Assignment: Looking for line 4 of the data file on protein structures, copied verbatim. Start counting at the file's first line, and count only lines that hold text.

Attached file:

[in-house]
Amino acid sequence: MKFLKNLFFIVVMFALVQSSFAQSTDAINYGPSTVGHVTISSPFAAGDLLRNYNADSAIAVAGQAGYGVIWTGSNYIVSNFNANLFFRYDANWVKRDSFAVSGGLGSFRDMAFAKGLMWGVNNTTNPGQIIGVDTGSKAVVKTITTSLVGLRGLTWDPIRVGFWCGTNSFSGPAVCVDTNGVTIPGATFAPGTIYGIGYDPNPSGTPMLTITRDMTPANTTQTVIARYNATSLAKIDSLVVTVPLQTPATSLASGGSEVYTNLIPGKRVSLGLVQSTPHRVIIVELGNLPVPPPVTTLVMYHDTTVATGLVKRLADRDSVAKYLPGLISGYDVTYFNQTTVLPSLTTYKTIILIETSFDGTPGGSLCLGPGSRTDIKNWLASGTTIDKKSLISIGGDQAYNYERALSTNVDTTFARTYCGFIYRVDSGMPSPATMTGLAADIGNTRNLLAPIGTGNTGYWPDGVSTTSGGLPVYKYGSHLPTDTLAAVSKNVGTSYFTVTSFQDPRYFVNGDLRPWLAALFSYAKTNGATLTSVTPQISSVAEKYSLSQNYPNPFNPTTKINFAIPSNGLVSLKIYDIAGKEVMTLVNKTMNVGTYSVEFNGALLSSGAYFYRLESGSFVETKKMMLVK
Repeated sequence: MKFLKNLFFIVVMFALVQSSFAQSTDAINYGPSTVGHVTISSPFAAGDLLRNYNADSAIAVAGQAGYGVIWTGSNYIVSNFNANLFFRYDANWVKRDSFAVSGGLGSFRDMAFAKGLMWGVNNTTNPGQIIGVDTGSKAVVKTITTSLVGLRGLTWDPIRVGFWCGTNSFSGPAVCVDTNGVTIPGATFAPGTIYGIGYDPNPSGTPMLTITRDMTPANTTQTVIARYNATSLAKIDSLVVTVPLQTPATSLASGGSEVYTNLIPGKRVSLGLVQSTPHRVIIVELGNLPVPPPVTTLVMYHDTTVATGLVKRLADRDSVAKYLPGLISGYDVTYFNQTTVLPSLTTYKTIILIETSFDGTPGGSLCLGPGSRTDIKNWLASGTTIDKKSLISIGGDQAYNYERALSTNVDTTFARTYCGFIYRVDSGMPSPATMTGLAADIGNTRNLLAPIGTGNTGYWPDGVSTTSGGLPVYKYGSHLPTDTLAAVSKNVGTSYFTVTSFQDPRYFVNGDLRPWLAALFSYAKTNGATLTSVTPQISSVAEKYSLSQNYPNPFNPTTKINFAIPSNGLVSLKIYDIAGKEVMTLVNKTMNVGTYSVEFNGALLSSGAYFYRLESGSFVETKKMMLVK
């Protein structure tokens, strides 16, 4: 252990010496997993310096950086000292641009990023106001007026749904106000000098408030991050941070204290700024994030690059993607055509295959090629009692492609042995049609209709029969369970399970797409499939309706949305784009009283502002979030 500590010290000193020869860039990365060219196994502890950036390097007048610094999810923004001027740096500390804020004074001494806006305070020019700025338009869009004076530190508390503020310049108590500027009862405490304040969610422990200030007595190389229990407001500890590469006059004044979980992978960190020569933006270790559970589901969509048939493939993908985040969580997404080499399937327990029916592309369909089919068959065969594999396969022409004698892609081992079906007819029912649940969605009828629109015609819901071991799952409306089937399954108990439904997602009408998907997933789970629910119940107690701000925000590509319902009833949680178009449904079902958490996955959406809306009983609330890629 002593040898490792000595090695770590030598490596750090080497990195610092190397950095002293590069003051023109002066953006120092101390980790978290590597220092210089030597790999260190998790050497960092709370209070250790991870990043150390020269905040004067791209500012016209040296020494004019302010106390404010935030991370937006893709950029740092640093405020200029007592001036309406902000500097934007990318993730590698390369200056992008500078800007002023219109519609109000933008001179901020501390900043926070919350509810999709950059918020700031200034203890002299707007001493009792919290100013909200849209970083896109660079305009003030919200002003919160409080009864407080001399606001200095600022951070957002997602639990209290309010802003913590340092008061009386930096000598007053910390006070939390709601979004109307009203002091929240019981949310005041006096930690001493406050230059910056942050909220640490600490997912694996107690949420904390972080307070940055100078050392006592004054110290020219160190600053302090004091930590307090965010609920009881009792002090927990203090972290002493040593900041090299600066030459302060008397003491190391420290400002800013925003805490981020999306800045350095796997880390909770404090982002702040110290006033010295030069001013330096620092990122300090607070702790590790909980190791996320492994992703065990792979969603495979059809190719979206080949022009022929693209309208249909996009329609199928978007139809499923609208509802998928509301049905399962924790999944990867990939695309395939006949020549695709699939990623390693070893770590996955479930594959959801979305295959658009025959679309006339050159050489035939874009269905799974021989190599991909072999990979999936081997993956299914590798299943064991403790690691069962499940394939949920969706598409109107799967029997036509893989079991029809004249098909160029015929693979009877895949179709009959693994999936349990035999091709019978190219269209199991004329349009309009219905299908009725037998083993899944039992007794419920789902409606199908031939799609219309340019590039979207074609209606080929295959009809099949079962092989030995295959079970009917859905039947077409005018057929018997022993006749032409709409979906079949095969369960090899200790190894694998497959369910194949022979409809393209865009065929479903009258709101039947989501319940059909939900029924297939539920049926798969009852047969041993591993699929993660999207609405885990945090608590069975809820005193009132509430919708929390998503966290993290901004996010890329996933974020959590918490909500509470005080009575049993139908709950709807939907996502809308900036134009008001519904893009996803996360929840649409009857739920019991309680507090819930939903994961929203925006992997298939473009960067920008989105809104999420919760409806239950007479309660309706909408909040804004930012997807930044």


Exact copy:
């Protein structure tokens, strides 16, 4: 252990010496997993310096950086000292641009990023106001007026749904106000000098408030991050941070204290700024994030690059993607055509295959090629009692492609042995049609209709029969369970399970797409499939309706949305784009009283502002979030 500590010290000193020869860039990365060219196994502890950036390097007048610094999810923004001027740096500390804020004074001494806006305070020019700025338009869009004076530190508390503020310049108590500027009862405490304040969610422990200030007595190389229990407001500890590469006059004044979980992978960190020569933006270790559970589901969509048939493939993908985040969580997404080499399937327990029916592309369909089919068959065969594999396969022409004698892609081992079906007819029912649940969605009828629109015609819901071991799952409306089937399954108990439904997602009408998907997933789970629910119940107690701000925000590509319902009833949680178009449904079902958490996955959406809306009983609330890629 002593040898490792000595090695770590030598490596750090080497990195610092190397950095002293590069003051023109002066953006120092101390980790978290590597220092210089030597790999260190998790050497960092709370209070250790991870990043150390020269905040004067791209500012016209040296020494004019302010106390404010935030991370937006893709950029740092640093405020200029007592001036309406902000500097934007990318993730590698390369200056992008500078800007002023219109519609109000933008001179901020501390900043926070919350509810999709950059918020700031200034203890002299707007001493009792919290100013909200849209970083896109660079305009003030919200002003919160409080009864407080001399606001200095600022951070957002997602639990209290309010802003913590340092008061009386930096000598007053910390006070939390709601979004109307009203002091929240019981949310005041006096930690001493406050230059910056942050909220640490600490997912694996107690949420904390972080307070940055100078050392006592004054110290020219160190600053302090004091930590307090965010609920009881009792002090927990203090972290002493040593900041090299600066030459302060008397003491190391420290400002800013925003805490981020999306800045350095796997880390909770404090982002702040110290006033010295030069001013330096620092990122300090607070702790590790909980190791996320492994992703065990792979969603495979059809190719979206080949022009022929693209309208249909996009329609199928978007139809499923609208509802998928509301049905399962924790999944990867990939695309395939006949020549695709699939990623390693070893770590996955479930594959959801979305295959658009025959679309006339050159050489035939874009269905799974021989190599991909072999990979999936081997993956299914590798299943064991403790690691069962499940394939949920969706598409109107799967029997036509893989079991029809004249098909160029015929693979009877895949179709009959693994999936349990035999091709019978190219269209199991004329349009309009219905299908009725037998083993899944039992007794419920789902409606199908031939799609219309340019590039979207074609209606080929295959009809099949079962092989030995295959079970009917859905039947077409005018057929018997022993006749032409709409979906079949095969369960090899200790190894694998497959369910194949022979409809393209865009065929479903009258709101039947989501319940059909939900029924297939539920049926798969009852047969041993591993699929993660999207609405885990945090608590069975809820005193009132509430919708929390998503966290993290901004996010890329996933974020959590918490909500509470005080009575049993139908709950709807939907996502809308900036134009008001519904893009996803996360929840649409009857739920019991309680507090819930939903994961929203925006992997298939473009960067920008989105809104999420919760409806239950007479309660309706909408909040804004930012997807930044």